and spiritual care department do their part in addressing their organizational priorities.
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A Major Victory for Relief of Suffering
By George Handzo
2/5/14 Vol. 11 No. 2
Editor’s Note: George Handzo BCC CSSBB regularly blogs on his website at .
This past week, the Executive Board of the World Health Organization passed its first free-standing resolution
dealing exclusively with palliative care entitled Strengthening of palliative care as a component of integrated
treatment within the continuum of care, which can be found at
The resolution in part urges member states to:
“…develop, strengthen and implement, where appropriate, palliative care policies to support the
comprehensive strengthening of health systems to integrate evidence-based, cost-effective and equitable
palliative care services in the continuum of care, across all levels, with emphasis on primary care,
community and home-based care, and universal coverage schemes”
It also reiterates the WHO definition of palliative care as:
“an approach that improves the quality of life of patients (adults and children) and their families facing the
problems associated with life-threatening illness, through the prevention and relief of suffering by means
of early identification and correct assessment and treatment of pain and other problems, whether physical,
psychosocial or spiritual...”
We in the US I think don’t pay much attention in general to the WHO, which is unfortunate. The US is a
member along with 193 other countries and territories. They are the major voice in world health policy. So to
have this body speak out on this issue as clearly as this statement does is impressive. And some of the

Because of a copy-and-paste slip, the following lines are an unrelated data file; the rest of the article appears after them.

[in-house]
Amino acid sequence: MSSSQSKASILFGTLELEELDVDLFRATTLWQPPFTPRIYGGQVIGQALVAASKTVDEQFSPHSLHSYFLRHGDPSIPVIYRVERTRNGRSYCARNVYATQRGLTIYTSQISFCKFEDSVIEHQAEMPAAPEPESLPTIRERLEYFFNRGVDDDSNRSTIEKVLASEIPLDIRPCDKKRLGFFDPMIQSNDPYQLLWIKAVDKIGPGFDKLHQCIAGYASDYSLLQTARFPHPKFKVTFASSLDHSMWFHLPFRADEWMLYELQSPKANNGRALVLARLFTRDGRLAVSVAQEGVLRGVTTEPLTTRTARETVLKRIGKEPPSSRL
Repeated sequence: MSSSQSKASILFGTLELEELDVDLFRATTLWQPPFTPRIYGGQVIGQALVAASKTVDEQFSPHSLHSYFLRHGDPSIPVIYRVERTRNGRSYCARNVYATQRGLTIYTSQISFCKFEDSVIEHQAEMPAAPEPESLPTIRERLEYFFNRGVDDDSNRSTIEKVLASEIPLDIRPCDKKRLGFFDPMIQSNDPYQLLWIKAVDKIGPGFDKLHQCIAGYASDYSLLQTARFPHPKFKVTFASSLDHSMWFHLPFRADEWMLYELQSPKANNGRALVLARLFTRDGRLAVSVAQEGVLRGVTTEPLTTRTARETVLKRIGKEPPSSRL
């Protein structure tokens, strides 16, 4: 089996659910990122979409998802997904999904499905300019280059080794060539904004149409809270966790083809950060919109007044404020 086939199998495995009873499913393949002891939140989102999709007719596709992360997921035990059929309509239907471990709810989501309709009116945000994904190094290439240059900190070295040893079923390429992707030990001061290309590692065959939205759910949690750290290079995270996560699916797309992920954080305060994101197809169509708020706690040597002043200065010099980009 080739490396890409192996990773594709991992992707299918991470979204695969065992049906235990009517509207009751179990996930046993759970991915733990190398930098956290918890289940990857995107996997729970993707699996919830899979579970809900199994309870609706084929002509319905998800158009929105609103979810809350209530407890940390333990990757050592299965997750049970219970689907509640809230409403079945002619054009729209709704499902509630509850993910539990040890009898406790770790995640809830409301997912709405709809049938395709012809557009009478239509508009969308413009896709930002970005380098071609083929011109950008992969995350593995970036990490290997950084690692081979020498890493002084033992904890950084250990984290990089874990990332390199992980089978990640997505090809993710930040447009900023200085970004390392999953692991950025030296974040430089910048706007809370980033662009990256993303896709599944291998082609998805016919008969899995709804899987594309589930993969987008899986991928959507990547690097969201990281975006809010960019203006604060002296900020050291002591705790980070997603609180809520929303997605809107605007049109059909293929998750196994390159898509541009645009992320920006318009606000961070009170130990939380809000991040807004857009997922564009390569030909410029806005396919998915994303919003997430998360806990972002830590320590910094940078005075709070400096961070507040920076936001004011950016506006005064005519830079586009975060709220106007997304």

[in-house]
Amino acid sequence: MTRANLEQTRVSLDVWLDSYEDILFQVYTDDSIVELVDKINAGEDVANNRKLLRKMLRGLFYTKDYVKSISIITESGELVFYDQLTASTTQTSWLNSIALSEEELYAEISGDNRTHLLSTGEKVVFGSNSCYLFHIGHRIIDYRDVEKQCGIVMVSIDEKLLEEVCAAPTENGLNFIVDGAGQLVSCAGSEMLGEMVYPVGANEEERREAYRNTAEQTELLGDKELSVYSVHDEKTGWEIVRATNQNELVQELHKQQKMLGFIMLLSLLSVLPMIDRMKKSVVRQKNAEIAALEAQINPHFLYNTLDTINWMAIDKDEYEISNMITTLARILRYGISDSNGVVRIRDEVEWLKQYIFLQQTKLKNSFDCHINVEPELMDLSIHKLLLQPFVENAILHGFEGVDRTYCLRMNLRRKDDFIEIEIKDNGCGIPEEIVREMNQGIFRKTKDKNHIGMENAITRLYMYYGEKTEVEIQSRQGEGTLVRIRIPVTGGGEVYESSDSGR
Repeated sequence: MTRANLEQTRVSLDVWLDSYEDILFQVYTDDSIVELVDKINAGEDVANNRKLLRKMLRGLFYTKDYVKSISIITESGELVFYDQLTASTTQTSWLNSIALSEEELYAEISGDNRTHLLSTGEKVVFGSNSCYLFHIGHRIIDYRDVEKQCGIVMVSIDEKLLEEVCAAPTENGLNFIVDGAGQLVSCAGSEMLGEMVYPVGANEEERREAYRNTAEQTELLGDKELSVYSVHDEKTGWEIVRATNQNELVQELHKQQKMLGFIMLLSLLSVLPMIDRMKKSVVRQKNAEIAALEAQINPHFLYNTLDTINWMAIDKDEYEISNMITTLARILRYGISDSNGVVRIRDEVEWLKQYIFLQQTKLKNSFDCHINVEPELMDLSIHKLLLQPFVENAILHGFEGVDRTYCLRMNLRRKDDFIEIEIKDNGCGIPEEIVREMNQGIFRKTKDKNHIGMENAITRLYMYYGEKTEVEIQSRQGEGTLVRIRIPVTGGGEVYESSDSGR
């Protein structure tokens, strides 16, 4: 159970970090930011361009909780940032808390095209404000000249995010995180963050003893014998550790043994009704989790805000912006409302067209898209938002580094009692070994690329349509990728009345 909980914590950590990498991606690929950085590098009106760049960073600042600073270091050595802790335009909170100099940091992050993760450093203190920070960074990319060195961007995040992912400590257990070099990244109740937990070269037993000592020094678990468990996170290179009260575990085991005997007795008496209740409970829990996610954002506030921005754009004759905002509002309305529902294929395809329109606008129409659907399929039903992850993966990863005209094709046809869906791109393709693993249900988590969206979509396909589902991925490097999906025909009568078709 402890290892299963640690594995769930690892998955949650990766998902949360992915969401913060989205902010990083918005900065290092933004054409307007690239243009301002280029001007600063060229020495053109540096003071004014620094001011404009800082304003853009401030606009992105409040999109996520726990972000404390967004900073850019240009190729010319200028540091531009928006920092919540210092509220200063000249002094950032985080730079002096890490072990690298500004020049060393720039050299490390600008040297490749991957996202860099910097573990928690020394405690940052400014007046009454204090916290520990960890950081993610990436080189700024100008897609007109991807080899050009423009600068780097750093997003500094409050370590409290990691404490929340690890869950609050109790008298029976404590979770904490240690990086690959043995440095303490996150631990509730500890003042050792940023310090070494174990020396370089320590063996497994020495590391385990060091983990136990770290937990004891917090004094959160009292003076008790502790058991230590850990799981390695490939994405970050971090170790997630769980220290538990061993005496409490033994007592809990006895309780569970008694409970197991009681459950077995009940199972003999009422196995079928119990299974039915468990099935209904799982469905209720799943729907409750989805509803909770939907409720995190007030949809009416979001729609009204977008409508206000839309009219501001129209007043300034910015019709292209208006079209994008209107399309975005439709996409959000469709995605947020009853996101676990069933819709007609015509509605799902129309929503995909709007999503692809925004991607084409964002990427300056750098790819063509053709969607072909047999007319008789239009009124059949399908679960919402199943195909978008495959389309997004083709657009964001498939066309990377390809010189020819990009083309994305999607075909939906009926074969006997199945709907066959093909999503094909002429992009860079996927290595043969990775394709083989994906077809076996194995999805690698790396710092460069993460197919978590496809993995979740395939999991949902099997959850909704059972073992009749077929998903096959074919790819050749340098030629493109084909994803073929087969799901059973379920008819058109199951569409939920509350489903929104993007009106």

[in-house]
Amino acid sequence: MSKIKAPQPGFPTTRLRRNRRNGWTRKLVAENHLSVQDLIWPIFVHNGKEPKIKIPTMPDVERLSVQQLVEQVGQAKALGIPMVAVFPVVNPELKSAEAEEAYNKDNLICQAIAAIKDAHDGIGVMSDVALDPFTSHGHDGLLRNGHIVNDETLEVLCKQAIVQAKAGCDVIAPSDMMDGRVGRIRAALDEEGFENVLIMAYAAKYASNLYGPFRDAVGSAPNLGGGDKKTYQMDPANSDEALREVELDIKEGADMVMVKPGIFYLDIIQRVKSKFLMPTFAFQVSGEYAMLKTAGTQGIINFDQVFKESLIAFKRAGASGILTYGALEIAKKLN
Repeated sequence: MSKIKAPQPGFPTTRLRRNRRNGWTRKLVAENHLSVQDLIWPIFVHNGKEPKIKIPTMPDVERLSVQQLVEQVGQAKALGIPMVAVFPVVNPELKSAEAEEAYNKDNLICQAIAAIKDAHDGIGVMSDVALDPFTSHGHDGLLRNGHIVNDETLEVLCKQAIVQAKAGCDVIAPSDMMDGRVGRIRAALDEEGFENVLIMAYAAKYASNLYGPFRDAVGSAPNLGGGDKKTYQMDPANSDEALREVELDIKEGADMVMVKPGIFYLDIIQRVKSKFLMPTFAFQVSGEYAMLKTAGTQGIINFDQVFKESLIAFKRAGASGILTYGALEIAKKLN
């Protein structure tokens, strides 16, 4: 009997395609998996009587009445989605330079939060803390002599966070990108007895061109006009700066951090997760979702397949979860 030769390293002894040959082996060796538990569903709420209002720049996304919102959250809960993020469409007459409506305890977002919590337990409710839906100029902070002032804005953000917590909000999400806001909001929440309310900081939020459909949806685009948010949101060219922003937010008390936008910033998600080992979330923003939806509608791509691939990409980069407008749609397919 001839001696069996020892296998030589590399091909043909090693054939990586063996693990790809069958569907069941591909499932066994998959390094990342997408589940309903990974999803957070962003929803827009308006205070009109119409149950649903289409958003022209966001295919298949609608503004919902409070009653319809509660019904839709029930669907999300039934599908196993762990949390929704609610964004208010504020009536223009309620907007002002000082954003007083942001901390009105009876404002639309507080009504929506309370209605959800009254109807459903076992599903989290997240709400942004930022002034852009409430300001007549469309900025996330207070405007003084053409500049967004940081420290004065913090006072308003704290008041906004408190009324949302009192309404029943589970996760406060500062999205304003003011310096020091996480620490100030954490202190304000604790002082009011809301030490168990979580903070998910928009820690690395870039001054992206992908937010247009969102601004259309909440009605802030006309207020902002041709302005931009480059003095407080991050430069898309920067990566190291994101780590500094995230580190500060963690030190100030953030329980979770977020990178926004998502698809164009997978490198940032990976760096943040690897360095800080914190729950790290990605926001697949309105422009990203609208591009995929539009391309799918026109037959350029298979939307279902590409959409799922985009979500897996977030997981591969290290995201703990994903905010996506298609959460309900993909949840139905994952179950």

language will resonate with those of us who value ethical imperatives. For example:
“Acknowledging that palliative care is an ethical responsibility of health systems, and that it is the ethical
duty of health care professionals to alleviate pain and suffering, whether physical, psychosocial or
spiritual, irrespective of whether the disease or condition can be cured, and that end-of-life care for
individuals is among the critical components of palliative care”
I think US readers will note in the resolution a heavy emphasis on physical pain relief and availability of pain
medications, particularly narcotics, and with good reason. These medicines whose availability we take for
granted in the US are at least rarely available and often not at all available in much of the world. And those
places are often the same ones where no treatment is available for diseases like cancer so pain relief is the
only option for care. We should also not take the somewhat tangential reference to spirituality lightly. That
the word appears several times is a major victory as it would be if this were a document issues by a
commission of the US government. We owe a significant debt to the people who advocated vigorously for its
As important as this event is, my colleague Tony Powell in Nairobi reminds me that (1) the WHO General
Assembly still needs to pass this resolution at its meeting in May (2) the WHO is notoriously underfunded
and can’t be relied upon to do much about implementing this on their own and (3) the WHO has no
legislative power. So it can “urge” its member states to do something but it cannot mandate anything.
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Even assuming the General Assembly resolution passes which does seem very likely, this is not the time for
any of us who support this effort to sit back and assume that the further integration of palliative care will just
take care of itself. On the contrary, it is a call to action to encourage all of us to redouble our efforts to take
advantage of this opportunity lest it languish and eventually be forgotten. As we have seen in the US and
elsewhere, the proliferation of models for palliative care which all include spiritual care has not meant that